Facebook has developed an AI that can beat humans at poker, but it doesn't want to reveal its code

Facebook has developed an AI that can beat humans at poker, but it doesn't want to reveal its code

Poker will never be the same again. On Thursday, Facebook and Carnegie Mellon University announced that a joint team of researchers has succeeded in developing an artificial intelligence-based software capable of beating some of the best no-limit and six-player Texas Hold’em poker professionals. The complexity of poker, the multiplicity of its participants and the little information available to players have long made it an important milestone for AI researchers. This is a fiendishly difficult problem to solve, and one that has other issues in the real world, concerning for example autonomous cars or negotiation.

But now, like the game of go or chess, the old ideals of the development of artificial intelligence, researchers have managed to develop robots capable of a “superhuman” performance – and as with previous games, success will probably transform the game itself in a radical way. In an interview with Business Insider US, Noam Brown, an artificial intelligence researcher at Facebook, said the company would not release the bot’s code, named Pluribus, because it was worried about its potential impact on the poker community. He added that Facebook was considering its impact on gaming in the coming years.

The Pluribus AI drastically varies the size of its bets, unlike humans

“It’s going to change the way professional poker is played,” he says. “I think we’ll see some of the approaches” used by AI next in the real world. An example, given in the researchers’ article published in the journal Science: the “donk betting” technique, traditionally mocked by poker players, was regularly used by Pluribus in its successful strategies. “Pluribus diverges from the popular belief that the ‘dong bet’ (starting a round by betting when one has completed the previous bidding round with a call) is a mistake,” the researchers wrote. “Pluribus does this much more often than professional humans.”

He also made sure to balance his bluffs, which made it more difficult to predict when he was bluffing or not. It drastically varied the size of bets while humans, often risk averse, are less likely to use this method – which also makes it harder to decipher.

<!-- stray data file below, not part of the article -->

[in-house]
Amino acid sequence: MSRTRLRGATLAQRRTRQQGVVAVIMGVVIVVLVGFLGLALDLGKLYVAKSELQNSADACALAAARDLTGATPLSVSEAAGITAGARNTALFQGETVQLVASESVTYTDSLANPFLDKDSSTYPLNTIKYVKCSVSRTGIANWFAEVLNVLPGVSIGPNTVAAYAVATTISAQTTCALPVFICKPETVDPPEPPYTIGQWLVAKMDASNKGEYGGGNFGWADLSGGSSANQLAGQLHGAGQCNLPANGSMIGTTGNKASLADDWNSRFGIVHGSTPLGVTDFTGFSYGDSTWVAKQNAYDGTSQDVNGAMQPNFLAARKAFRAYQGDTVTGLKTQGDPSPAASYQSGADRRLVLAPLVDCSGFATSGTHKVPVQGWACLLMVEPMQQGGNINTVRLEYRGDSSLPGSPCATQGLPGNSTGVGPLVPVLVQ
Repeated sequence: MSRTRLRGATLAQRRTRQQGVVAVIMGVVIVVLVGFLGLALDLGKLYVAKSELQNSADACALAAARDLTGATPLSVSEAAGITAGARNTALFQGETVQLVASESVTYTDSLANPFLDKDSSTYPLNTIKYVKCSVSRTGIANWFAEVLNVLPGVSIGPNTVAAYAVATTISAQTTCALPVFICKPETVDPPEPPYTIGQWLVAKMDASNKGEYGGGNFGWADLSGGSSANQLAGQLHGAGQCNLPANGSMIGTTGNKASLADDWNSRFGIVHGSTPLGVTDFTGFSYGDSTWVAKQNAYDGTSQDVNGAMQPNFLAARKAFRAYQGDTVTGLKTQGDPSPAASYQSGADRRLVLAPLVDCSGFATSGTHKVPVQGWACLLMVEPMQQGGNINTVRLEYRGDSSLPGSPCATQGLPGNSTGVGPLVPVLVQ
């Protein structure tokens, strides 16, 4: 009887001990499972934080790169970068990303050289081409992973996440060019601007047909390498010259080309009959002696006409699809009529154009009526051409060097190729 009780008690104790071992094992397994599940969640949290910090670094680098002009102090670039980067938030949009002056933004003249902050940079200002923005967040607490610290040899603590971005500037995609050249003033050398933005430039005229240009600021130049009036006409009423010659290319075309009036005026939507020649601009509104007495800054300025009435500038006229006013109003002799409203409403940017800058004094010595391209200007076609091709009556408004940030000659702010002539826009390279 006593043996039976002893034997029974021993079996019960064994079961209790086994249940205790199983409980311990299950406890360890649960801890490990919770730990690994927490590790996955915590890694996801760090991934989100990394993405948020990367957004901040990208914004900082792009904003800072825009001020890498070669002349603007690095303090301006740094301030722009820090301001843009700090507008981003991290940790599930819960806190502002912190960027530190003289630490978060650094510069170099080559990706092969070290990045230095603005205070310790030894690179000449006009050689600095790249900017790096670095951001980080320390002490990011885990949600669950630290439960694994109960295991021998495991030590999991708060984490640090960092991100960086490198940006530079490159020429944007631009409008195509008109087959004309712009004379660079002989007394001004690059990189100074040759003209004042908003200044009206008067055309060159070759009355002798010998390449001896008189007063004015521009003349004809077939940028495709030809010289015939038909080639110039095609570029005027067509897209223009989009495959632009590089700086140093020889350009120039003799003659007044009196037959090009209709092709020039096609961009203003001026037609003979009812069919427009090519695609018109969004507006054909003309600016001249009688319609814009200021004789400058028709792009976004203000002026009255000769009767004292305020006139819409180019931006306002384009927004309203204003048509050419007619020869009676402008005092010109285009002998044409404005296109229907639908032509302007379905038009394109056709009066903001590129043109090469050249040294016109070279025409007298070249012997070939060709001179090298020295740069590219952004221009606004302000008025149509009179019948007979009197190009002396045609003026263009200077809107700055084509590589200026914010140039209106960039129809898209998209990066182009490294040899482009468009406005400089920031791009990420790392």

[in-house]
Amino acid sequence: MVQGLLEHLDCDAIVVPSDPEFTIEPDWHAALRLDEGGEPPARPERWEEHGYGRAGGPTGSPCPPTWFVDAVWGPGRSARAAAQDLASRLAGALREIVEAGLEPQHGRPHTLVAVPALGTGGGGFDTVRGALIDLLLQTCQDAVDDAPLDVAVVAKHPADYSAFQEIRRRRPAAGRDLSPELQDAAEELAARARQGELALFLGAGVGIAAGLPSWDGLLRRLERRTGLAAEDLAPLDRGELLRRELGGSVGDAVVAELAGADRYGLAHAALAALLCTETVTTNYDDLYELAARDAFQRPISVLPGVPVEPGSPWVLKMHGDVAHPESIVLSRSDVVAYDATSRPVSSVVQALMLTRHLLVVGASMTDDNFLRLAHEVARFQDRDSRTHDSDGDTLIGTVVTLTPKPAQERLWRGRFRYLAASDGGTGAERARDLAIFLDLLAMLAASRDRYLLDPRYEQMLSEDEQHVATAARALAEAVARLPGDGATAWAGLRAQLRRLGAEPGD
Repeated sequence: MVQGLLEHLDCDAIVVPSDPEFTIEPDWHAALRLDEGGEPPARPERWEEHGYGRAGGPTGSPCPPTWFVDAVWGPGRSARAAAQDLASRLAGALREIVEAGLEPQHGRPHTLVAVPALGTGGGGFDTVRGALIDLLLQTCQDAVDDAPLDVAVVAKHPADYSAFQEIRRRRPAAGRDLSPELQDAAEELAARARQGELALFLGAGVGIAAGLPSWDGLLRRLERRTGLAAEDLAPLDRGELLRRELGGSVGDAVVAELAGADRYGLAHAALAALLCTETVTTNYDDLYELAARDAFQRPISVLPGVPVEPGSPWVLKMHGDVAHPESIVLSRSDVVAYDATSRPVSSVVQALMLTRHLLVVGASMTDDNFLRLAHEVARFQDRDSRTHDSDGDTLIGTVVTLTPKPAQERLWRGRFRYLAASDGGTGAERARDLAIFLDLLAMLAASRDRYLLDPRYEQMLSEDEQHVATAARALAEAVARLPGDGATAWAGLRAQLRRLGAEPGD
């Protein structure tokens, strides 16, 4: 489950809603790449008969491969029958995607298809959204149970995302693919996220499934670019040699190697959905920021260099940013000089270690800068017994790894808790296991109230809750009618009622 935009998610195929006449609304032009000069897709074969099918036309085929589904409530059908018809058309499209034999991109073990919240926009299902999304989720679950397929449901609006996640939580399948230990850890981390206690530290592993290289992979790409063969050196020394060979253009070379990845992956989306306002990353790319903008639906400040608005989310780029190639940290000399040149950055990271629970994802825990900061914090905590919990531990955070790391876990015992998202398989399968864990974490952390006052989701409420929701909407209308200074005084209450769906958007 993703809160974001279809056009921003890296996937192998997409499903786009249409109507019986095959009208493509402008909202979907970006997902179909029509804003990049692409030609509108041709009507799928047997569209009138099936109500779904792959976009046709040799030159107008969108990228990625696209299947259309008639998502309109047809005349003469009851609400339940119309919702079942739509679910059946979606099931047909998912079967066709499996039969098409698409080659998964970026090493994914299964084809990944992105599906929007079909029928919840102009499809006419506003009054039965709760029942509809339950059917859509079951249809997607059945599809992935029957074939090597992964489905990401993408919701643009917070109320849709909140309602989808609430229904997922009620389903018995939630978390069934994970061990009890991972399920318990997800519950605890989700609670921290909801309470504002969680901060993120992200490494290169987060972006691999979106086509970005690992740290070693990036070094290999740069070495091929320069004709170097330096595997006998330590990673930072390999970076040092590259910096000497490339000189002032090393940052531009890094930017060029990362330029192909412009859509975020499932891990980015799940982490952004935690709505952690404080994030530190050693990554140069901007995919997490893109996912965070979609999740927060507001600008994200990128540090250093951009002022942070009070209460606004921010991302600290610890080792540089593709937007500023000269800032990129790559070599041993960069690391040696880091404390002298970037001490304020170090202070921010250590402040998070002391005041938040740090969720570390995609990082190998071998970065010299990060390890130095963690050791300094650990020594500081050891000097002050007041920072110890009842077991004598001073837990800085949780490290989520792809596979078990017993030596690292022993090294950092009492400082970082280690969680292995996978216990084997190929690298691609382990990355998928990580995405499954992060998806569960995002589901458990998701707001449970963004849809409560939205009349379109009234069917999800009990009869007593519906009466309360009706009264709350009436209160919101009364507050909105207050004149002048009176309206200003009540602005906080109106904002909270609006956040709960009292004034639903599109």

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Conversely, here is an example of a time when popular belief turned out to be right: “limping” is a bad technique. “Limping” (paying the ‘big blind’ rather than lying down or raising) is a suboptimal technique for any player except the “small blind player who already has half of the big blinds in the pot, and therefore has to invest only half of the sums that other players have to pay to follow”.

This breakthrough could upend online poker

Pluribus has played a lot against human professionals, in the space of 12 days and 10,000 poker hands. But this is still a small number of games compared to the total number of games played every day around the world. As technology becomes more accessible, it will offer fascinating new insights into the unconventional and successful strategies of human-to-human play.

It could also upend online poker games, shaking confidence in the format, as players are wary of playing against invisible opponents for fear of playing against a superhuman AI. Superhuman-level software has had a massive impact on other games. In chess, he helped the birth of a new generation of prodigies like Magnus Carlsen, who grew up playing against AI. It could also lead to making video games an essential part of training programs.

The great masters of the game of Go have already begun to learn lessons from Google’s great AlphaGo software. The effects on poker will no doubt be similar – even if Facebook’s decision to keep the code private will hold up the wave for a while yet. “We chose not to release the code in part because of the potential impact on the poker community, and how it could impact the game,” said Noam Brown.

Using Pluribus was remarkably inexpensive – about $150 in cloud computing resources to train the model. The researcher added that you could probably use similar software on an iPhone with only a slight drop in performance.

This article, written by Rob Price, was first published on Prime.

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